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Introduction to Anthropology

14.3 Food and Cultural Identity

Introduction to Anthropology14.3 Food and Cultural Identity

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Table of contents
  1. Preface
  2. 1 What Is Anthropology?
    1. Introduction
    2. 1.1 The Study of Humanity, or "Anthropology Is Vast"
    3. 1.2 The Four-Field Approach: Four Approaches within the Guiding Narrative
    4. 1.3 Overcoming Ethnocentrism
    5. 1.4 Western Bias in Our Assumptions about Humanity
    6. 1.5 Holism, Anthropology’s Distinctive Approach
    7. 1.6 Cross-Cultural Comparison and Cultural Relativism
    8. 1.7 Reaching for an Insider’s Point of View
    9. Key Terms
    10. Summary
    11. Critical Thinking Questions
    12. Bibliography
  3. 2 Methods: Cultural and Archaeological
    1. Introduction
    2. 2.1 Archaeological Research Methods
    3. 2.2 Conservation and Naturalism
    4. 2.3 Ethnography and Ethnology
    5. 2.4 Participant Observation and Interviewing
    6. 2.5 Quantitative and Qualitative Analysis
    7. 2.6 Collections
    8. Key Terms
    9. Summary
    10. Critical Thinking Questions
    11. Bibliography
  4. 3 Culture Concept Theory: Theories of Cultural Change
    1. Introduction
    2. 3.1 The Homeyness of Culture
    3. 3.2 The Winkiness of Culture
    4. 3.3 The Elements of Culture
    5. 3.4 The Aggregates of Culture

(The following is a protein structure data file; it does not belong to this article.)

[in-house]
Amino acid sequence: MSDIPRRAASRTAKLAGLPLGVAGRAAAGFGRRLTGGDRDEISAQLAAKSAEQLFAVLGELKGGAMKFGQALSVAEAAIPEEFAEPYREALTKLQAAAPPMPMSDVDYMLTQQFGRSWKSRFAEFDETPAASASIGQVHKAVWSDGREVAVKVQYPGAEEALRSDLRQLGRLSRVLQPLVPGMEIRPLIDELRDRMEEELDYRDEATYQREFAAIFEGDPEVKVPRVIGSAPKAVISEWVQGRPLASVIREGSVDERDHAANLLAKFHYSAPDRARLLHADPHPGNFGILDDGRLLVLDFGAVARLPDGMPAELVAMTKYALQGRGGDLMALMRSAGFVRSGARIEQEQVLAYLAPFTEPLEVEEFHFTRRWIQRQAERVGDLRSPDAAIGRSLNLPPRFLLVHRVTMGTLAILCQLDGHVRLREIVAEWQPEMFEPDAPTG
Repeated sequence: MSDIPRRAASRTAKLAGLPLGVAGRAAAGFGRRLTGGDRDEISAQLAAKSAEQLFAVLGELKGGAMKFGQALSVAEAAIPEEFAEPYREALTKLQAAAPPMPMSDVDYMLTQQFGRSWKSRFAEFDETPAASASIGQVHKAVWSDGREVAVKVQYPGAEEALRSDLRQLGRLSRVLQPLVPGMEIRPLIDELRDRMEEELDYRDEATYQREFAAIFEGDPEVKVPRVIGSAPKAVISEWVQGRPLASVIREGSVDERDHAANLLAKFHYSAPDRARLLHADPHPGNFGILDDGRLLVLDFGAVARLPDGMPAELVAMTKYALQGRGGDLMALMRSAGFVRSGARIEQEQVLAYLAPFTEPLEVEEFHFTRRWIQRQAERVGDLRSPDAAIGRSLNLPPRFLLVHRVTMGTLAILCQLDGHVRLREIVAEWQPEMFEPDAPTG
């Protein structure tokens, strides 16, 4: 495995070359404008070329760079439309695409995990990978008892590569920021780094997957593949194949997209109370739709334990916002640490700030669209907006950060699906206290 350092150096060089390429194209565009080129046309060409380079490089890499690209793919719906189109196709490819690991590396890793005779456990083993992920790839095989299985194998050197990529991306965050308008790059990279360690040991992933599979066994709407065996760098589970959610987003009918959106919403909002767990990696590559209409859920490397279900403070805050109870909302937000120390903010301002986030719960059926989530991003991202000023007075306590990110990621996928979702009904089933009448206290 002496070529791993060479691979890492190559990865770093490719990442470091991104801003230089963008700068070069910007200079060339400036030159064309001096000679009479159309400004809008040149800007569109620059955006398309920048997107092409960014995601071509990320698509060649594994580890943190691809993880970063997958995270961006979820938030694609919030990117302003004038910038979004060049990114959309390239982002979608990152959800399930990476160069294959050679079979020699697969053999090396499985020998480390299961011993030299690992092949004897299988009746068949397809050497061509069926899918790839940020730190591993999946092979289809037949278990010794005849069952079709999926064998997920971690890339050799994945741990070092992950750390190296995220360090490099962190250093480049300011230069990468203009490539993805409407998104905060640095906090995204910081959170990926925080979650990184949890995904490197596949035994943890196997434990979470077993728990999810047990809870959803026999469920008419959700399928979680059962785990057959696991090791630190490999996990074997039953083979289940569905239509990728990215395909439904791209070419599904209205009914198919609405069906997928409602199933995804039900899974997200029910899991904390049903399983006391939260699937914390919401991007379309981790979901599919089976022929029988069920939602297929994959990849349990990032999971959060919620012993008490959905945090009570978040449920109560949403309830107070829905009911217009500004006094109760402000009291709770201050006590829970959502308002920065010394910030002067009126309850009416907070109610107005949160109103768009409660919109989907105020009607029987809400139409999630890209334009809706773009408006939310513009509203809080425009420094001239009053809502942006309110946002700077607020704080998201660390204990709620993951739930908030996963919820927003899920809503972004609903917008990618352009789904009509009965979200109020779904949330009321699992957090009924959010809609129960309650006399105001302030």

6. 3.5 Modes of Cultural Analysis
    7. 3.6 The Paradoxes of Culture
    8. Key Terms
    9. Summary
    10. Critical Thinking Questions
    11. Bibliography
  5. 4 Biological Evolution and Early Human Evidence
    1. Introduction
    2. 4.1 What Is Biological Anthropology?
    3. 4.2 What’s in a Name? The Science of Taxonomy
    4. 4.3 It’s All in the Genes! The Foundation of Evolution
    5. 4.4 Evolution in Action: Past and Present
    6. 4.5 What Is a Primate?
    7. 4.6 Origin of and Classification of Primates
    8. 4.7 Our Ancient Past: The Earliest Hominins
    9. Key Terms
    10. Summary
    11. Critical Thinking Questions
    12. Bibliography
  6. 5 The Genus Homo and the Emergence of Us
    1. Introduction
    2. 5.1 Defining the Genus Homo
    3. 5.2 Tools and Brains: Homo habilis, Homo ergaster, and Homo erectus
    4. 5.3 The Emergence of Us: The Archaic Homo
    5. 5.4 Tracking Genomes: Our Human Story Unfolds
    6. Key Terms
    7. Summary
    8. Critical Thinking Questions
    9. Bibliography
  7. 6 Language and Communication
    1. Introduction
    2. 6.1 The Emergence and Development of Language
    3. 6.2 Language and the Mind
    4. 6.3 Language, Community, and Culture
    5. 6.4 Performativity and Ritual
    6. 6.5 Language and Power
    7. Key Terms
    8. Summary
    9. Critical Thinking Questions
    10. Bibliography
  8. 7 Work, Life, and Value: Economic Anthropology
    1. Introduction
    2. 7.1 Economies: Two Ways to Study Them
    3. 7.2 Modes of Subsistence
    4. 7.3 Gathering and Hunting
    5. 7.4 Pastoralism
    6. 7.5 Plant Cultivation: Horticulture and Agriculture
    7. 7.6 Exchange, Value, and Consumption
    8. 7.7 Industrialism and Postmodernity
    9. Key Terms
    10. Summary
    11. Critical Thinking Questions
    12. Bibliography
  9. 8 Authority, Decisions, and Power: Political Anthropology
    1. Introduction
    2. 8.1 Colonialism and the Categorization of Political Systems
    3. 8.2 Acephalous Societies: Bands and Tribes
    4. 8.3 Centralized Societies: Chiefdoms and States